Take a look: Even if one can explain a portion of police killings as being the deceased’s “fault”, it does not explain (1) the frequency of this crime, (2) the fact that it’s a long-enduring occurrence in America, or (3) the fact that white people are also frequently “high” or “criminal” or “resisting” (or have just finished a mass shooting) and yet they walk away with their lives. Trying to explain away select facts and individual events misses the main storyline: Black people are being killed by police at much higher rates nationwide. Even in these last years, when one might assume some police progress, the rate is still more than double for black people (5.9 killed per million) as it is for white people (2.3 per million) and deadly interactions with police may be on the rise.(See the Washington Post’s database)
It seems many have an American history book with whole chapters missing, which makes it hard to see and understand what is happening today. Something beyond the individual level is clearly afoot. As Black thinkers have been pointing out for decades: It’s systemic, institutionalized forms of racism. The “bad apples” excuse (where one or two bad officers are to blame, leaving policing itself unexamined) is a nice, easy-to-understand story, but when a tree produces so many bad apples so regularly, perhaps something is going on as deeply as the roots.
Seeing with new eyes
Using Critical Theory, various Black thinkers have been able to “see through” social phenomena. Take the example of a poor Black person again. While wearing a critical lens, one sees through the various historical lies and myths that claim to explain Black poverty. “Lazy” is the famous myth, as King touched on. And there may be many personal “failures” of various degrees, the poor Black person is human, after all. This is not very important. The better, bigger question is why are there disproportionately more poor Black people in America and on the planet. Both in the question and answers, Critical Theory starts to reveal the legacies of slavery, colonialism, imperialism, and the current structures we see today.
Another way to understand Critical Theory is that it gives us a “bird’s eye view” of the situation. Perhaps instinctively, Black critical scholars just knew that traditional, White-framed explanations of Black poverty, crime, joblessness, the rise in single-parent families, and many other social problems had very little to do with Black people themselves. A more complete explanation of the issues facing Black communities is a difficult history that’s especially hard for White people to hear about. Many mistakenly assume the Black experience could not have been or must not be very different from theirs. But it’s not so. Many Black experiences are very different from the reality White people have faced or do face whenever they see a police officer or try to vote or apply for a loan or interview for a job or interact with a public institution.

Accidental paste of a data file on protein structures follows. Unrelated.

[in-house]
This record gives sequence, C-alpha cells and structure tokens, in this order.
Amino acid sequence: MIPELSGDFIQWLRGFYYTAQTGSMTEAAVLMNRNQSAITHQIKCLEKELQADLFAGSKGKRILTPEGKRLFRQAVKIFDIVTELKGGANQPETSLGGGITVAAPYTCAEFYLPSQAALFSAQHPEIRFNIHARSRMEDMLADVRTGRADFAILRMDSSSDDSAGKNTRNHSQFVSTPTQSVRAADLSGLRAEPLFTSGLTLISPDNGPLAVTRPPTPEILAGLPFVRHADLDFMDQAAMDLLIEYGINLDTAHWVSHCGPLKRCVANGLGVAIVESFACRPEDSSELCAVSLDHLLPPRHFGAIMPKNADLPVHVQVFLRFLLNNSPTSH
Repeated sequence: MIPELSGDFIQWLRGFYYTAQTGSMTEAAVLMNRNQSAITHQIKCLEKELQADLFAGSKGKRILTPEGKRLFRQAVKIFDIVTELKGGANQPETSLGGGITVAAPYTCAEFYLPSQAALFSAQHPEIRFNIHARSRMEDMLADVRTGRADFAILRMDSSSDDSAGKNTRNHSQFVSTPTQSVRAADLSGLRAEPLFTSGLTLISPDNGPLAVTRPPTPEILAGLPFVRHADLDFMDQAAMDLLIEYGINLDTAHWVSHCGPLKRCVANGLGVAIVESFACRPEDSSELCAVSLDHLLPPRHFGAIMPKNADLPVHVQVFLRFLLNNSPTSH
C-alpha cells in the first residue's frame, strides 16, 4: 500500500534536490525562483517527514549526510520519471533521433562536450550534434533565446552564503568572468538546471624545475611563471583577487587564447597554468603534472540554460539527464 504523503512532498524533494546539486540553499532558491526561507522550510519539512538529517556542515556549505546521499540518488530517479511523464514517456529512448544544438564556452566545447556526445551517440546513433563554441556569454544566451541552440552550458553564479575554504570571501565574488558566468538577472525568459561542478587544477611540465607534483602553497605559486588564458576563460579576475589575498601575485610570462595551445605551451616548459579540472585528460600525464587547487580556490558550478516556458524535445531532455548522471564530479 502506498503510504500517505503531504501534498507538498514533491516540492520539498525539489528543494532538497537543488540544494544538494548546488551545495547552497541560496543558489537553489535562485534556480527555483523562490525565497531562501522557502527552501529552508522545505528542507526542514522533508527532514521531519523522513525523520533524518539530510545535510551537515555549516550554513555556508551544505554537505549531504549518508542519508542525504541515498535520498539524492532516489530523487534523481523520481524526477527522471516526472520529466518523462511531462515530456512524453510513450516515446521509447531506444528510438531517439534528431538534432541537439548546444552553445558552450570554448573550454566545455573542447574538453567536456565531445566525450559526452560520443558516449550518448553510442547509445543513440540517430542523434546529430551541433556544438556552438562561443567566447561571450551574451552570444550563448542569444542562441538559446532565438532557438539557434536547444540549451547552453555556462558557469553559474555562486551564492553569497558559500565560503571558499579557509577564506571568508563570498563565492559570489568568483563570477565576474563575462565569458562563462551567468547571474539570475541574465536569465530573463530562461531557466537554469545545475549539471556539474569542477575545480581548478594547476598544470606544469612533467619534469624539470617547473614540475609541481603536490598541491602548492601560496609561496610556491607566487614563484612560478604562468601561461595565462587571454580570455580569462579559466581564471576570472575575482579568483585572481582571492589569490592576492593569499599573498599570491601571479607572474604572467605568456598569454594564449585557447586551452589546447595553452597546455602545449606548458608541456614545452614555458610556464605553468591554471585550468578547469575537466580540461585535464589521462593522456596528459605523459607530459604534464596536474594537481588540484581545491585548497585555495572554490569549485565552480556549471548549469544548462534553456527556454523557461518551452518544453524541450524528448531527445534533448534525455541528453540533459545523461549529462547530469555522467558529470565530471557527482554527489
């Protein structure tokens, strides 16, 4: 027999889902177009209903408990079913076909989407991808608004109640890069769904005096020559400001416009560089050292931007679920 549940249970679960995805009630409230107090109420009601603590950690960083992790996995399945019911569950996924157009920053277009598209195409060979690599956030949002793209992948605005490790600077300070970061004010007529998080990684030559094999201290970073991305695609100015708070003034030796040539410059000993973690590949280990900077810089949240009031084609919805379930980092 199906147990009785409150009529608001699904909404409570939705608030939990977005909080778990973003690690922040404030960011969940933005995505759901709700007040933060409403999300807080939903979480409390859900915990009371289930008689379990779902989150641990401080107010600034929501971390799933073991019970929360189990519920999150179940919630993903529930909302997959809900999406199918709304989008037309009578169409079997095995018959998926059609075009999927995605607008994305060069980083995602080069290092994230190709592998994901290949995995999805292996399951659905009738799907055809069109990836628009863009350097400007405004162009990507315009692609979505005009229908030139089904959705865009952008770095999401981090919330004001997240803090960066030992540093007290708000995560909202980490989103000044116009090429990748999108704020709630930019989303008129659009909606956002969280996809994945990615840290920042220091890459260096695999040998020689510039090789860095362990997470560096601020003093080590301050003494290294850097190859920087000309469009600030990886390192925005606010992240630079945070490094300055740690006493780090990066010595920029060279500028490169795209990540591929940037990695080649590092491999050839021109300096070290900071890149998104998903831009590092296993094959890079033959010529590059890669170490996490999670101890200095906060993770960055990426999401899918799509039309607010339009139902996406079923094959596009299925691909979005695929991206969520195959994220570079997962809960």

America has cracks at its foundation. This has been the case for centuries and Black critics and abolitionists have been telling us from Fredrick Douglas (1818-1985) to W.E.B. Du Bois (1868-1963) to Angela Davis (1944- ) and many others. And there has been progress. Do not think that I am denying the hard-fought and long-awaited progress Black people won. But since White and Black still does not mean the same outcomes when interacting at the bank, or the university, or with the police officer or the judge, we still have very far to go.
Suppose one would like to understand what went wrong in America. In that case, Critical Theory (and CRT) reveals the problematic institutions and systems that have played a significant role in creating and maintaining Black issues. It’ll have us look at the jobs not offered to Black candidates because they are not as likely to have the same grades or degrees from the same school as White candidates. Of course, this has nothing to do with intellect. Historically Black neighborhoods often feature underfunded schools. Gang activity often presents the only legitimate means of economic advancement. The police circle Black streets and yet there is no clear number to call, no 911, for big-dollar, white-collar crimes in the financial districts. Black critical scholarship has detailed, for decades, how the police, courts, and prison systems disproportionately target and affect Black communities. These systems — known as the “prison-industrial complex” — disproportionately pull apart Black families, hauling away black fathers especially, and may even functionally “train” Black communities to not trust, interact with, or have confidence in key American institutions, like democratic institutions, universities, banks, and on and on.